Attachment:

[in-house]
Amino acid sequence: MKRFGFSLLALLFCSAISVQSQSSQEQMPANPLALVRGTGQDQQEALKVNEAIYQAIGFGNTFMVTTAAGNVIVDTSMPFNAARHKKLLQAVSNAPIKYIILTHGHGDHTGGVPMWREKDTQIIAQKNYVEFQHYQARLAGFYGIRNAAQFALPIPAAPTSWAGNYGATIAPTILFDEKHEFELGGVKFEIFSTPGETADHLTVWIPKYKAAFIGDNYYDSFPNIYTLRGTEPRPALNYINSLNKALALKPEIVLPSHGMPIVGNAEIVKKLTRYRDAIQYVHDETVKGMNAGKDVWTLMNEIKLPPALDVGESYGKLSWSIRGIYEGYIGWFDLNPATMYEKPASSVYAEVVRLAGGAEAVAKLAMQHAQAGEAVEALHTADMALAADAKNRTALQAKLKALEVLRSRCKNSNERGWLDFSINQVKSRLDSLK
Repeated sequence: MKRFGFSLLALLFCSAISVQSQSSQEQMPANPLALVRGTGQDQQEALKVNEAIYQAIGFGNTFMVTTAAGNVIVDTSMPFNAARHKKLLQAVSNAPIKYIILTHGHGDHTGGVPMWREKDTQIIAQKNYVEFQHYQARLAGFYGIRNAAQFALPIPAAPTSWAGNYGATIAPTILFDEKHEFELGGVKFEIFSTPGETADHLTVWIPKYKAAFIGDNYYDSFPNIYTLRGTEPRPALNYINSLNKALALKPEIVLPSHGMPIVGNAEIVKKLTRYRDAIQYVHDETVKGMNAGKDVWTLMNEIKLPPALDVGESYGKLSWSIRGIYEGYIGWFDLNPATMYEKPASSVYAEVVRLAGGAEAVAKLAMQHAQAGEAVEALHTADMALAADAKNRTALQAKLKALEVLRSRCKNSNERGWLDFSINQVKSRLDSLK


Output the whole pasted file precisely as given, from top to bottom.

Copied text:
[in-house]
Amino acid sequence: MKRFGFSLLALLFCSAISVQSQSSQEQMPANPLALVRGTGQDQQEALKVNEAIYQAIGFGNTFMVTTAAGNVIVDTSMPFNAARHKKLLQAVSNAPIKYIILTHGHGDHTGGVPMWREKDTQIIAQKNYVEFQHYQARLAGFYGIRNAAQFALPIPAAPTSWAGNYGATIAPTILFDEKHEFELGGVKFEIFSTPGETADHLTVWIPKYKAAFIGDNYYDSFPNIYTLRGTEPRPALNYINSLNKALALKPEIVLPSHGMPIVGNAEIVKKLTRYRDAIQYVHDETVKGMNAGKDVWTLMNEIKLPPALDVGESYGKLSWSIRGIYEGYIGWFDLNPATMYEKPASSVYAEVVRLAGGAEAVAKLAMQHAQAGEAVEALHTADMALAADAKNRTALQAKLKALEVLRSRCKNSNERGWLDFSINQVKSRLDSLK
Repeated sequence: MKRFGFSLLALLFCSAISVQSQSSQEQMPANPLALVRGTGQDQQEALKVNEAIYQAIGFGNTFMVTTAAGNVIVDTSMPFNAARHKKLLQAVSNAPIKYIILTHGHGDHTGGVPMWREKDTQIIAQKNYVEFQHYQARLAGFYGIRNAAQFALPIPAAPTSWAGNYGATIAPTILFDEKHEFELGGVKFEIFSTPGETADHLTVWIPKYKAAFIGDNYYDSFPNIYTLRGTEPRPALNYINSLNKALALKPEIVLPSHGMPIVGNAEIVKKLTRYRDAIQYVHDETVKGMNAGKDVWTLMNEIKLPPALDVGESYGKLSWSIRGIYEGYIGWFDLNPATMYEKPASSVYAEVVRLAGGAEAVAKLAMQHAQAGEAVEALHTADMALAADAKNRTALQAKLKALEVLRSRCKNSNERGWLDFSINQVKSRLDSLK